Raised in Southwest England, Harman found success on her own terms with her debut, Dirt On My Tongue. The album was released independently in 2013 and supported by a touring schedule that found Harman sharing the stage with icons like Patti Smith, Joan Baez and Sinead O’Connor. Wildly successful for an independent record, Dirt On My Tongue was embraced with particular devotion by the blues community in the U.K., with Harman racking up more than a half-dozen nominations from the British Blues Awards.
Released worldwide on February 3, 2017, "People We Become" marks the biggest leap of Harman’s career. To make it, she headed overseas to Nashville, Tennessee, where she found a trusted collaborator in producer Fred Mollin.
“I’m not trying to fit in anywhere,” admits Harman, whose super-sized voice fills the record’s 10 tracks. “I’m just trying to write classic songs, and present them with classic production. When you try to chase what’s going on at the moment, then it’s going to sound old very quickly.”
Soul, Blues, Gospel, Beatles-worthy pop. These are the core ingredients of Jo Harman’s People We Become, a modern album rooted in the classic, timeless music of past generations. Her incredible creative vision with “People We Become” is a testimony to her International Appeal.
We would like to welcome Jo Harman to JazzMonthly.com.
Jazz Monthly: You grew up in Southwest England and have an exceptional talent. Did you start out singing as a child or did you start by learning an instrument? At what point did you discover this great passion that you have for music?
Jo Harman: Thank you. I was brought up in a very idyllic part of the country in the South West of England; a beautiful village consisting of little more than an 11th Century Church, a cricket ground, fields and streams and a few thatched roof cottages. As my manager wryly remarks 'Jo learned to sing the Blues stroking ponies in the most picturesque of chocolate box English villages!!'.
I don't come from a particularly musical family - as far as I know neither my Mother or (late) Father, or two brothers for that matter, can sing, particularly - so I'm not entirely sure where my pipes come from.
I do, however, come from a particularly supportive and encouraging family and my parents encouraged me to try out as many things as possible as a youngster and to follow whatever passions took my fancy. I do also remember my Mother saying to me as an 8 year old 'you have a beautiful singing voice, Jo'. Now, whether I did or whether she was just being a mother, I'm not sure, but that positive encouragement sticks with you. Apart from my immediate family, I also went to a very supportive school, South Dartmoor Community College, which was noted for its encouragement for the arts. There I started studying the bassoon, of all things, and I ended up playing in some prestigious youth orchestras and that classical musical education gave me a great musical grounding. My father owned an extensive and eclectic record collection, and he played guitar (especially in the days before us kids came along)- but he was really just a huge fan of music. I probably get my passion for it from him, really. He also owned a bookshop, where I spend many hours as a child; in hindsight, this also had a huge influence on my song writing, years later, I believe.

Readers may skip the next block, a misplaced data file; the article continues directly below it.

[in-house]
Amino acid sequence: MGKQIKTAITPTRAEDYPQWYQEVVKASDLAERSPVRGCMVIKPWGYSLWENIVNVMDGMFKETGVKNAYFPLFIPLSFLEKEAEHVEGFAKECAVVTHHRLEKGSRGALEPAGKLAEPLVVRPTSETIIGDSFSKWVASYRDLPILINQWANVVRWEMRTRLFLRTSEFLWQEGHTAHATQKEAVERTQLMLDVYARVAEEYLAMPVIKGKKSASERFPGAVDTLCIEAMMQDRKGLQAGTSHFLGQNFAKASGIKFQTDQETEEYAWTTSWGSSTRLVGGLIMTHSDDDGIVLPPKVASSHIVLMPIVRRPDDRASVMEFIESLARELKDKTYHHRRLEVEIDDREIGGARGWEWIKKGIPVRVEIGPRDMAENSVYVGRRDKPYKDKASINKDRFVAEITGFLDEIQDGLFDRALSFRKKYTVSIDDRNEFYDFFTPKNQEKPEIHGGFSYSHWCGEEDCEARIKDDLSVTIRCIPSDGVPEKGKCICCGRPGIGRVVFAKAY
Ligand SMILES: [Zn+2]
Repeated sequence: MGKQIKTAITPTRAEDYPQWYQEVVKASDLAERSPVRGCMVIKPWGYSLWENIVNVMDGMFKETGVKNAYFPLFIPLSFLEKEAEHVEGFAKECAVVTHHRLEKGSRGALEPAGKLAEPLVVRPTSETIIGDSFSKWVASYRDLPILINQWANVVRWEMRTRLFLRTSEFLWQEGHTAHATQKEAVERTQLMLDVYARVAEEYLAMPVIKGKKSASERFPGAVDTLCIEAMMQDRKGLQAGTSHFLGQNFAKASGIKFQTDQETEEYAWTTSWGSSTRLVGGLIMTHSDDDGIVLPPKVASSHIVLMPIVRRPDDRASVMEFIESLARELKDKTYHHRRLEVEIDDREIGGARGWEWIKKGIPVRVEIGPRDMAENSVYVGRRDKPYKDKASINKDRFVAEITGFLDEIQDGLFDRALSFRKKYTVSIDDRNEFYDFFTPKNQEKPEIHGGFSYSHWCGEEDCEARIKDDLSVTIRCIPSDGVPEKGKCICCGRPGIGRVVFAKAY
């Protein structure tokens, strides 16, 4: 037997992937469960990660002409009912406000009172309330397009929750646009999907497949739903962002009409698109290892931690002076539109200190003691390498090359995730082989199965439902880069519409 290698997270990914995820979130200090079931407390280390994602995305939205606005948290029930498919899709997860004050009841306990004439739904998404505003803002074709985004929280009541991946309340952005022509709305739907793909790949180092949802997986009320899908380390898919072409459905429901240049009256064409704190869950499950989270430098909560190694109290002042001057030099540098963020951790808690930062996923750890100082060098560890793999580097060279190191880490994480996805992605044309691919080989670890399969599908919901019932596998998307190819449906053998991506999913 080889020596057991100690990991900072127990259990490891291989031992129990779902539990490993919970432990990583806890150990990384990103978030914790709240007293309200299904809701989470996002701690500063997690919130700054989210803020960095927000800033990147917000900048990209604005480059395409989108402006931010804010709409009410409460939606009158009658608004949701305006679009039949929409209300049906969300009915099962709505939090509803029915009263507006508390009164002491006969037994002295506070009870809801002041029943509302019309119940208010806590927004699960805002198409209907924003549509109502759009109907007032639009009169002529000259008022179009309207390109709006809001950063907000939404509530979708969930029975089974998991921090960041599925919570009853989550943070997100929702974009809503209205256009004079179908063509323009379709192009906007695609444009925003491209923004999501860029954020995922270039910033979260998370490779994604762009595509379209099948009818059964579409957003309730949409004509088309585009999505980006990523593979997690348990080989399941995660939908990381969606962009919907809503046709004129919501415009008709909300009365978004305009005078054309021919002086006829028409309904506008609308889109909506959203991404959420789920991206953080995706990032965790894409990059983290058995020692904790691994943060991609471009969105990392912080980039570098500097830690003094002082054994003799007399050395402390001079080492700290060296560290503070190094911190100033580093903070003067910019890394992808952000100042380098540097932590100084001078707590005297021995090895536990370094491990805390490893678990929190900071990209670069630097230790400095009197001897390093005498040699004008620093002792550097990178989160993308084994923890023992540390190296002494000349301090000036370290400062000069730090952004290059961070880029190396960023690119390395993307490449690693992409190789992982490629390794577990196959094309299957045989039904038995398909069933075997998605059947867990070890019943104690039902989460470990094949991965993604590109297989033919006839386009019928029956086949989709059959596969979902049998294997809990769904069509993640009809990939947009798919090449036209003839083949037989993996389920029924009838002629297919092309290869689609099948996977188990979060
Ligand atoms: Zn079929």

All this while I was singing for fun and, as a young teenager, I discovered Ella and the other early jazz greats, Etta, then later Aretha- and that really fuelled my love of soul, jazz, blues and black music generally. I never thought about doing anything seriously with my talent (such that it was) until after my Father died, when I was in my early twenties, when I simply decided I had to do in life whatever made me happy, whatever that was. I went traveling to India, returned to England, ended up living in Brighton where I met my manager and a lot of top musicians who encouraged and supported me to 'do my own thing' and so it all began.....which is another story in itself.
JM: What was the thought behind traveling to Nashville to record "People We Become"?
JH: After the relative success of my debut record 'Dirt On My Tongue' I came to the attention of someone senior at Universal Music who recommended me to Sands-Foley management who became my American management team. When, in keeping with seemingly the rest of the music industry, Sands-Foley moved from New York to Nashville, it seemed an ideal opportunity to record my second album there. Which was an amazing experience, not least working with these incredible musicians, in some incredible studios, with a fantastic, yet entirely sensitive and supportive producer, the great Fred Mollin who made it clear from the off that we were 'going to make a Jo Harman record'. Fred has, quite literally, worked with dozens - no, hundreds - of some of world's greatest artists and his ongoing belief in me as a vocalist and writer means, so much, even now. So, when people ask 'why did you record that record in Nashville' my response is 'why would I have not wanted to?'